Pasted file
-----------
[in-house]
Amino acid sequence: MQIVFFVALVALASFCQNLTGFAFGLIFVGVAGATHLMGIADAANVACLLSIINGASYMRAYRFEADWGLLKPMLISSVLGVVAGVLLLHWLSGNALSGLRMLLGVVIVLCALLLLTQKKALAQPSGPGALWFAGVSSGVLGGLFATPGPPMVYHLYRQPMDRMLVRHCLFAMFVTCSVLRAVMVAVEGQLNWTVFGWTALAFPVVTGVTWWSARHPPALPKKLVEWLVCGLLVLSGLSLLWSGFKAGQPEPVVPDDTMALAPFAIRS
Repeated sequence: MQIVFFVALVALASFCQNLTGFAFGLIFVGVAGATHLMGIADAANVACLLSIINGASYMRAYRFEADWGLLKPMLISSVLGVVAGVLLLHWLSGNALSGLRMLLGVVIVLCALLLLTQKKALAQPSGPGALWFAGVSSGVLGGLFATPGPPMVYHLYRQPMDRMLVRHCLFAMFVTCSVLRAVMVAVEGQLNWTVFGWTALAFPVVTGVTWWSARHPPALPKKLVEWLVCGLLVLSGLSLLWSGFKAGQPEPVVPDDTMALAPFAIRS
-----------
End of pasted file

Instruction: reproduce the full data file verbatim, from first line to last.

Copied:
[in-house]
Amino acid sequence: MQIVFFVALVALASFCQNLTGFAFGLIFVGVAGATHLMGIADAANVACLLSIINGASYMRAYRFEADWGLLKPMLISSVLGVVAGVLLLHWLSGNALSGLRMLLGVVIVLCALLLLTQKKALAQPSGPGALWFAGVSSGVLGGLFATPGPPMVYHLYRQPMDRMLVRHCLFAMFVTCSVLRAVMVAVEGQLNWTVFGWTALAFPVVTGVTWWSARHPPALPKKLVEWLVCGLLVLSGLSLLWSGFKAGQPEPVVPDDTMALAPFAIRS
Repeated sequence: MQIVFFVALVALASFCQNLTGFAFGLIFVGVAGATHLMGIADAANVACLLSIINGASYMRAYRFEADWGLLKPMLISSVLGVVAGVLLLHWLSGNALSGLRMLLGVVIVLCALLLLTQKKALAQPSGPGALWFAGVSSGVLGGLFATPGPPMVYHLYRQPMDRMLVRHCLFAMFVTCSVLRAVMVAVEGQLNWTVFGWTALAFPVVTGVTWWSARHPPALPKKLVEWLVCGLLVLSGLSLLWSGFKAGQPEPVVPDDTMALAPFAIRS